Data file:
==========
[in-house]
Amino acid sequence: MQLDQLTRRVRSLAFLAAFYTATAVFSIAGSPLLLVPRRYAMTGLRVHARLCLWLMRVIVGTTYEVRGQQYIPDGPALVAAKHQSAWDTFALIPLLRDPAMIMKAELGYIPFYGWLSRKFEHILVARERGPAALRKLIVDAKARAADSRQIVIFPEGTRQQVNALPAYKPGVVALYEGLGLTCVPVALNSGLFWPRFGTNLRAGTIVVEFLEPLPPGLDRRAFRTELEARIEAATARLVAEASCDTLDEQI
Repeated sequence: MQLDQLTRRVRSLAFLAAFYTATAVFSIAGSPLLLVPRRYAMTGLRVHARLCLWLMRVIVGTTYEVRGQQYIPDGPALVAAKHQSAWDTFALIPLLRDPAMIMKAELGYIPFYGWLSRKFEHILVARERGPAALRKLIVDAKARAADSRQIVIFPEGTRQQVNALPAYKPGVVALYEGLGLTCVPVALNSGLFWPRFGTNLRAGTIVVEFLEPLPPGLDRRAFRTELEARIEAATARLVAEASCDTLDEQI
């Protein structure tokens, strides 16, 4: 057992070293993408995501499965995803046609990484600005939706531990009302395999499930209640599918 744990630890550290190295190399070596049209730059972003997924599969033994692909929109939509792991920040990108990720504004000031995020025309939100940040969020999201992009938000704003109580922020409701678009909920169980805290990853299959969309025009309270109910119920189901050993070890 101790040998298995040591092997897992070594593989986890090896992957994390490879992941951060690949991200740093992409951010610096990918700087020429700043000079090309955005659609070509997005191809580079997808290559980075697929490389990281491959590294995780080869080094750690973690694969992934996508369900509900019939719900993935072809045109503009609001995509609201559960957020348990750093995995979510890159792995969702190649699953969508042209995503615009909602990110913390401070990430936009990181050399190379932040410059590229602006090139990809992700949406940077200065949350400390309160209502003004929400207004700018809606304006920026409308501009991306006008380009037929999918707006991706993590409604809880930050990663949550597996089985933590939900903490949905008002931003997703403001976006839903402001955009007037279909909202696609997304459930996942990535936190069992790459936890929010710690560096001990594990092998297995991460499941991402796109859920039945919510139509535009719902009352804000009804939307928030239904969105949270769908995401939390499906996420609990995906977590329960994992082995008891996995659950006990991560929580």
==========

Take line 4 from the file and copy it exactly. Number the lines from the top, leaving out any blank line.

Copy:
């Protein structure tokens, strides 16, 4: 057992070293993408995501499965995803046609990484600005939706531990009302395999499930209640599918 744990630890550290190295190399070596049209730059972003997924599969033994692909929109939509792991920040990108990720504004000031995020025309939100940040969020999201992009938000704003109580922020409701678009909920169980805290990853299959969309025009309270109910119920189901050993070890 101790040998298995040591092997897992070594593989986890090896992957994390490879992941951060690949991200740093992409951010610096990918700087020429700043000079090309955005659609070509997005191809580079997808290559980075697929490389990281491959590294995780080869080094750690973690694969992934996508369900509900019939719900993935072809045109503009609001995509609201559960957020348990750093995995979510890159792995969702190649699953969508042209995503615009909602990110913390401070990430936009990181050399190379932040410059590229602006090139990809992700949406940077200065949350400390309160209502003004929400207004700018809606304006920026409308501009991306006008380009037929999918707006991706993590409604809880930050990663949550597996089985933590939900903490949905008002931003997703403001976006839903402001955009007037279909909202696609997304459930996942990535936190069992790459936890929010710690560096001990594990092998297995991460499941991402796109859920039945919510139509535009719902009352804000009804939307928030239904969105949270769908995401939390499906996420609990995906977590329960994992082995008891996995659950006990991560929580």